I think one’s relationship with one’s vulnerability is a very delicate and precious relationship. Most people try to hide, disguise that vulnerability, and in doing that, you, I think, diminish a great source of power.
I come from a family of Russian immigrant Jews who were all big storytellers, who would get together, and one would try to top the others’ stories, and stories would get bigger and bigger. And the lying aspect, the exaggeration, would get large.
I didn’t learn how to read until I was at the end of fifth grade and 11 years old and held back.
With my fiction, I focused on chapters and overall conceptions, while in poetry, I crawled along in the trenches of each sentence, examining every word for a sign of a deeper significance.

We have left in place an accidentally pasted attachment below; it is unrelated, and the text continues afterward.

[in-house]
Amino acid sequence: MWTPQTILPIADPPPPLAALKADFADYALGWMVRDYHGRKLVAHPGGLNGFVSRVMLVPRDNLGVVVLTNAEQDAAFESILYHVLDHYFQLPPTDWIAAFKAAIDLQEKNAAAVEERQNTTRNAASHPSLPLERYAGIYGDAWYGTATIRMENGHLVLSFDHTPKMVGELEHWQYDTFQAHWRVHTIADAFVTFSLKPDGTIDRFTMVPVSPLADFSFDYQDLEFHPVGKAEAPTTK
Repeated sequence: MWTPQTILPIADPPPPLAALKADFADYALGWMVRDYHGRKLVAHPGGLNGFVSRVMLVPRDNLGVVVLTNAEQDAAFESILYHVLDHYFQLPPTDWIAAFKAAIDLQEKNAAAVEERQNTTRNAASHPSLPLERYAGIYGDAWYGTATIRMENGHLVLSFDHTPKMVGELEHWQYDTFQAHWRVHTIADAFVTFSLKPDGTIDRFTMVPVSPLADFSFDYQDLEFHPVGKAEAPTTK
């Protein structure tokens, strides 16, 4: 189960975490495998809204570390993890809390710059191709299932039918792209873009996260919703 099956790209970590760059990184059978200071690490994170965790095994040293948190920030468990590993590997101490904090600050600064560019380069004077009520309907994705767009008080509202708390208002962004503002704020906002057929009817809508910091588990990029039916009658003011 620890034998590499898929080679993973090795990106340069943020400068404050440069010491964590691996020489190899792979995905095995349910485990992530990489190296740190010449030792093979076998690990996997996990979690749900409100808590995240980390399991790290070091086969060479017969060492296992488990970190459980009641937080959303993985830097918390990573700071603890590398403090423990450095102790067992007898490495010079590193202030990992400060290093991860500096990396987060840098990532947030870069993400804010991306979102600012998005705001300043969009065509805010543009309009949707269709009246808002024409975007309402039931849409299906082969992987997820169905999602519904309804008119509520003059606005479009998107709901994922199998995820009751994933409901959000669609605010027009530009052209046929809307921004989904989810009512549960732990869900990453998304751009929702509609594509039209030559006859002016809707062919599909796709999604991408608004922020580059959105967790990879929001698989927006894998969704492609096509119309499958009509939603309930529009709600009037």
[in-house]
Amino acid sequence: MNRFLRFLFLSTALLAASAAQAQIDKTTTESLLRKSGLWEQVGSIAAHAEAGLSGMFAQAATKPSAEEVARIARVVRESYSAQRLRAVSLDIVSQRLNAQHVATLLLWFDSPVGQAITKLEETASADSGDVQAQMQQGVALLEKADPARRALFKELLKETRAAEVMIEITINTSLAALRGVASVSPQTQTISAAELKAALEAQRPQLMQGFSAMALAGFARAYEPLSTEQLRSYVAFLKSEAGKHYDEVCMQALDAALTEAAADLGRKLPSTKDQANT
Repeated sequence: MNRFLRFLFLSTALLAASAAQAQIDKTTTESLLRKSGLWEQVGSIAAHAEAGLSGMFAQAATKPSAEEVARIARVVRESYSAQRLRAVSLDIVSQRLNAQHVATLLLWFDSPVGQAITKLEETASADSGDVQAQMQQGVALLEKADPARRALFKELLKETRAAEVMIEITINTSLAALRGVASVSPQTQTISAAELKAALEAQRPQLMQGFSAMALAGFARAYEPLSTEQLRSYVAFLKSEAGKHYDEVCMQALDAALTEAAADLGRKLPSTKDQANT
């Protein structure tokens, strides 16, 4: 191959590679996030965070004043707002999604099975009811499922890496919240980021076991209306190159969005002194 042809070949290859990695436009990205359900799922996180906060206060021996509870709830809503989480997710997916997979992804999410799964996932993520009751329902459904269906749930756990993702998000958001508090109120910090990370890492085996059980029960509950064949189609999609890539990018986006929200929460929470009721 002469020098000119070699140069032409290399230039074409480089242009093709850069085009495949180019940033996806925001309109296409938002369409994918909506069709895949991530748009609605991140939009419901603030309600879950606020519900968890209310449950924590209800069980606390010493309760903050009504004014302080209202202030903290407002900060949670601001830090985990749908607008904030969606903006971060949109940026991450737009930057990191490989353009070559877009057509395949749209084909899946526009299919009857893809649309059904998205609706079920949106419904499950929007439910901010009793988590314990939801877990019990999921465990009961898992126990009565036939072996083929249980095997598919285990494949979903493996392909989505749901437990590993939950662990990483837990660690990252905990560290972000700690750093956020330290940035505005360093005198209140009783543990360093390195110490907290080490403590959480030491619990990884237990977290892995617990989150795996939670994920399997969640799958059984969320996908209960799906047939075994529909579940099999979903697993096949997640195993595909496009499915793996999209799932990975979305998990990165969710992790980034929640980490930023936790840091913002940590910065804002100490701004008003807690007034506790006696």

Art’s power of persuasion resides in the small personal details of one’s own story, and if it weren’t for my struggle with dyslexia, I doubt I’d ever have become a writer or known how to teach others to write.
Repeating third grade at a new school, after having been asked to leave my old one for hitting kids who made fun of my perceived stupidity, I was placed in the ‘dummy class.’
I don’t think I’ve worked with anyone where I haven’t seen some progress. Now sometimes you can’t take someone where they want to go, not all the way, and sometimes you stop, and they do it or don’t do it on their own thereafter.
Most people try to avoid cliches. It’s my ambition in life to try to get ’em right!
Suddenly, I was reading these comics. I was looking at those bubbles, those dialogue bubbles, and suddenly there were words… recognizable words.
What I read, I read thoroughly and retain almost all of it.